Malicious spam (malspam) using attached password-protected Word documents to evade detection is nothing new. I’ve documented it as early as March 2017, and this style of malware distribution started years before then. This particular campaign has pushed a variety of malware, including IcedID (Bokbot), various types of ransomware, and Nymaim. This diary from 2018 has a list of different types of malware seen from this campaign during that year.
At times, this resume-themed malspam can disappear for several weeks, but I always see it return. This most recent wave began as early as Wednesday 2019-08-28. When I checked on Tuesday 2019-09-03, this infection chain pushed Remcos RAT.
Today’s diary reviews characteristics of this infection chain.
Recent malspam looks similar to a diary I wrote in March 2019 and a blog I posted almost two months later in May. This time, the sending addresses were all probably spoofed, and they all end with @t-online.de. Attachment names all end with resume.doc. I’ve pasted the dates, times, sending addresses, subject lines, and attachment names here.
I was not able to find an example of the malspam from this most recent wave of emails; however, the image below shows what these emails typically look like.
Attached Word documents
The attached Word documents use 123 as the password. These Word documents have macros, and the visual template looks remarkably similar to previous examples I’ve reviewed.
Infection traffic was similar to what I’ve seen before from this campaign. First was an HTTP request that returned a Windows executable file. In this case, the initial URL ended in .jpg. This was followed by post-infection traffic over TCP ports 2404 and 2405. When I ran the same Word document through an Any.Run sandbox, it also generated two DNS queries not seen during my infection traffic.
Shown above: Traffic caused by running the Word document in the Any.Run sandbox (link).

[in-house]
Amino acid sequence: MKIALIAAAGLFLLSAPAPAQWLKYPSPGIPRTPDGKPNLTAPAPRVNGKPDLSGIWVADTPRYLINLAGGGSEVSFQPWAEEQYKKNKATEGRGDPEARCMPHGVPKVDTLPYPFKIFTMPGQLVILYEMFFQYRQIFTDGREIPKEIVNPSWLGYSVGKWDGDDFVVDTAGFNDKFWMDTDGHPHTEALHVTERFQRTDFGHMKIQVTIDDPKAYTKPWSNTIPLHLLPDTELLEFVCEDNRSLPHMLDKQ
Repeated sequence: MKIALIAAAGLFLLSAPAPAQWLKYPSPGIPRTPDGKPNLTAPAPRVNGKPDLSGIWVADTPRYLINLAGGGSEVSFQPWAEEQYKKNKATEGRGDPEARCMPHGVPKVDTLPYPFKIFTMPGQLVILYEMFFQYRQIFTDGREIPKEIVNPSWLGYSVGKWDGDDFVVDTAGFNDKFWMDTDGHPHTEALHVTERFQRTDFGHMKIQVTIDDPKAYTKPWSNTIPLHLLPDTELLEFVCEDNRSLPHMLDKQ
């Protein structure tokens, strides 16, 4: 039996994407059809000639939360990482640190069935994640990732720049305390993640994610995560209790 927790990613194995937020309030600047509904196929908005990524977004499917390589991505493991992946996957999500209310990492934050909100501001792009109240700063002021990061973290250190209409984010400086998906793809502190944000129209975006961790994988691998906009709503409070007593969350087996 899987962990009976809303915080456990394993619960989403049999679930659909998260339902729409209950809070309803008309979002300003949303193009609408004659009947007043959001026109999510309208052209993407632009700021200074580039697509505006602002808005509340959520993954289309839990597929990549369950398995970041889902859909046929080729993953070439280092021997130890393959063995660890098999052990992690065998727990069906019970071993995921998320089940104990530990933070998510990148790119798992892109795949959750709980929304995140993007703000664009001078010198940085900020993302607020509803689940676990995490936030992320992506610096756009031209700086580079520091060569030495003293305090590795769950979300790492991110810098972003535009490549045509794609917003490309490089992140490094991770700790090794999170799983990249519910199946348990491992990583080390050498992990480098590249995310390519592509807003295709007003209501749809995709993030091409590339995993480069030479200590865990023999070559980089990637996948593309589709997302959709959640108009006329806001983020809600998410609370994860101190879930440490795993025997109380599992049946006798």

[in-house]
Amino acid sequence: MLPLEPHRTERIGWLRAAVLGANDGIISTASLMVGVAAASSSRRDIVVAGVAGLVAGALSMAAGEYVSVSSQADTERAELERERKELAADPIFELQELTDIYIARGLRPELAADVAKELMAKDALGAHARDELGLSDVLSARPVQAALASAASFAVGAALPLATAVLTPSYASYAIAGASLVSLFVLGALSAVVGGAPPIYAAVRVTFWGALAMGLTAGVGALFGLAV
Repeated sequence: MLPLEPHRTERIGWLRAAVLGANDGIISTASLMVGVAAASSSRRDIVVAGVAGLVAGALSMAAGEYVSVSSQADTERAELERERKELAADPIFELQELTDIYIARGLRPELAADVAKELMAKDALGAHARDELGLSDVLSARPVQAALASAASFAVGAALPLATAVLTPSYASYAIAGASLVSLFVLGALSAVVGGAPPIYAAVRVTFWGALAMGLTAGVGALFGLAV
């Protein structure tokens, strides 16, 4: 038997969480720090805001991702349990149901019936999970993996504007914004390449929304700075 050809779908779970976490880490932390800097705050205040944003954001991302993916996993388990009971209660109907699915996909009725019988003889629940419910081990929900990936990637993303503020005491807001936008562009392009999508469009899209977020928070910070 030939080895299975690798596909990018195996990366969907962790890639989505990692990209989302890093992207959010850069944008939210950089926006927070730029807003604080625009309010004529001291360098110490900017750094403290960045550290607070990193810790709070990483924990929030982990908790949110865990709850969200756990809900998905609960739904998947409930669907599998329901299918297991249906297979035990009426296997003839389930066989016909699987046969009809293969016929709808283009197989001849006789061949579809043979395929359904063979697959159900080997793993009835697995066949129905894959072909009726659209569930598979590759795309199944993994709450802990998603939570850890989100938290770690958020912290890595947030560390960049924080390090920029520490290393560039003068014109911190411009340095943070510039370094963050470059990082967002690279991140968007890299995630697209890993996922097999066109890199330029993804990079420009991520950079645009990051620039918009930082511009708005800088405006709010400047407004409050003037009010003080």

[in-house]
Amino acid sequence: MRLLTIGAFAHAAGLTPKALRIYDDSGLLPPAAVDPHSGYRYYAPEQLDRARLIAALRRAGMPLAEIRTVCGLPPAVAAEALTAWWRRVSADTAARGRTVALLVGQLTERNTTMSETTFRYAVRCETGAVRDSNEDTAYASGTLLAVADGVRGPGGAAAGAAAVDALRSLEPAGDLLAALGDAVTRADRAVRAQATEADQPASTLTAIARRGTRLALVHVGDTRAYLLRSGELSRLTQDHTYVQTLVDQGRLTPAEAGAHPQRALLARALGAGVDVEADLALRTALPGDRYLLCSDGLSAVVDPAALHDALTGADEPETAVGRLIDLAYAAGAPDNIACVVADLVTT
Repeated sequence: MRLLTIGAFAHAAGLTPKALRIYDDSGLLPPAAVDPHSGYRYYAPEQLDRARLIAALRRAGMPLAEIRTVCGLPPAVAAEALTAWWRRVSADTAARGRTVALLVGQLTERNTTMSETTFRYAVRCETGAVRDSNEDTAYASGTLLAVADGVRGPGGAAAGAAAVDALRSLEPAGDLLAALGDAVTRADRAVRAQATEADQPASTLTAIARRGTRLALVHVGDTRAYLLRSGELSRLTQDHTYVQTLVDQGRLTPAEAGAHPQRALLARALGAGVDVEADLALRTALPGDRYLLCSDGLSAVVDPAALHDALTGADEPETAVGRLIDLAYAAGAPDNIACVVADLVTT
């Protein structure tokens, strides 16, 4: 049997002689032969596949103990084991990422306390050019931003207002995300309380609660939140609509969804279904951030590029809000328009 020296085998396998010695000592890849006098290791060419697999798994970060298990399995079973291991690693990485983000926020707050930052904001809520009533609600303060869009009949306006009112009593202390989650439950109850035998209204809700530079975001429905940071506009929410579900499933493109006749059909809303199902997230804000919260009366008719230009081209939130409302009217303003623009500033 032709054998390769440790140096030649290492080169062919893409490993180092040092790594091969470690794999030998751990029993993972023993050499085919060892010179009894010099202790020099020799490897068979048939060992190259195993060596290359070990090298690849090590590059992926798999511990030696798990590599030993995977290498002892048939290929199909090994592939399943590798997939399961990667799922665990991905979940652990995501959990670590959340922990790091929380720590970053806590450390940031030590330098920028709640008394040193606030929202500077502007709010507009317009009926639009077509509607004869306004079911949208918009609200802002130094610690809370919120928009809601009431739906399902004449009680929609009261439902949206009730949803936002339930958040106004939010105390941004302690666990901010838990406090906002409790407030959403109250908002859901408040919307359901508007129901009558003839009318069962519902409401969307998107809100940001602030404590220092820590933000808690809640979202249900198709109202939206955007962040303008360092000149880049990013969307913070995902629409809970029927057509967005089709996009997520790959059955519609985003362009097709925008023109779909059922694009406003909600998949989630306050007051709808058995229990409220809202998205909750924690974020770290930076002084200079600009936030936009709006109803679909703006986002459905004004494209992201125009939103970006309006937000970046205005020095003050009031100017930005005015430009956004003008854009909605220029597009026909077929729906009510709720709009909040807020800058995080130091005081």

Forensics on the infected Windows host
The initial Windows executable (EXE) file was saved to the user’s AppDataLocalTemp directory. It generated an EXE that was slightly over 400 MB, which kept Remcos RAT persistent on the infected Windows host. This Remcos RAT sample also updated the Windows registry to stay persistent after a reboot.
Indicators of Compromise (IoCs)
- 104.244.74[.]243 port 80 – 104.244.74[.]243 – GET /pine.jpg
- 37.19.193[.]217 port 2404 – encoded TCP traffic caused by Remcos RAT
- 37.19.193[.]217 port 2405 – encoded TCP traffic caused by Remcos RAT
- 209.141.40[.]183 port 2404 – toptoptop3[.]online – attempted TCP connection (caused by Remcos RAT)
- 209.141.40[.]183 port 2404 – toptoptop3[.]site – attempted TCP connection (caused by Remcos RAT)
- File size: 37,752 bytes
- File name: Takisha resume.doc
- File description: Password-protected Word doc — Password: 123
- File size: 1,064,960 bytes
- File location: hxxp://104.244.74[.]243/pine.jpg
- File location: C:Users[username]AppDataLocalTempdistanc1e.exe
- File description: initial installer EXE for Recmos RAT, retrieved by macro from the above Word doc
- File size: 400,749,569 bytes
- File location: C:Users[username]AppDataLocalTempIXP000.TMPREMCOS~4.EXE (deleted itself)
- File location: C:Users[username]Jos5FO.exe
- File description: Remcos RAT
Remcos RAT is not the only malware distributed by this campaign. In previous months, other families of malware have been seen from this malspam, most recently IcedID (Bokbot). Detection rates on the attached Word documents are very low, since they are encrypted and use password protection. However, spam filters and proper system administrative practices like Software Restriction Policies (SRP) or AppLocker will easily prevent these types of infections on Windows-based systems.
Pcap and malware for this diary can be found here.
brad [at] malware-traffic-analysis.net
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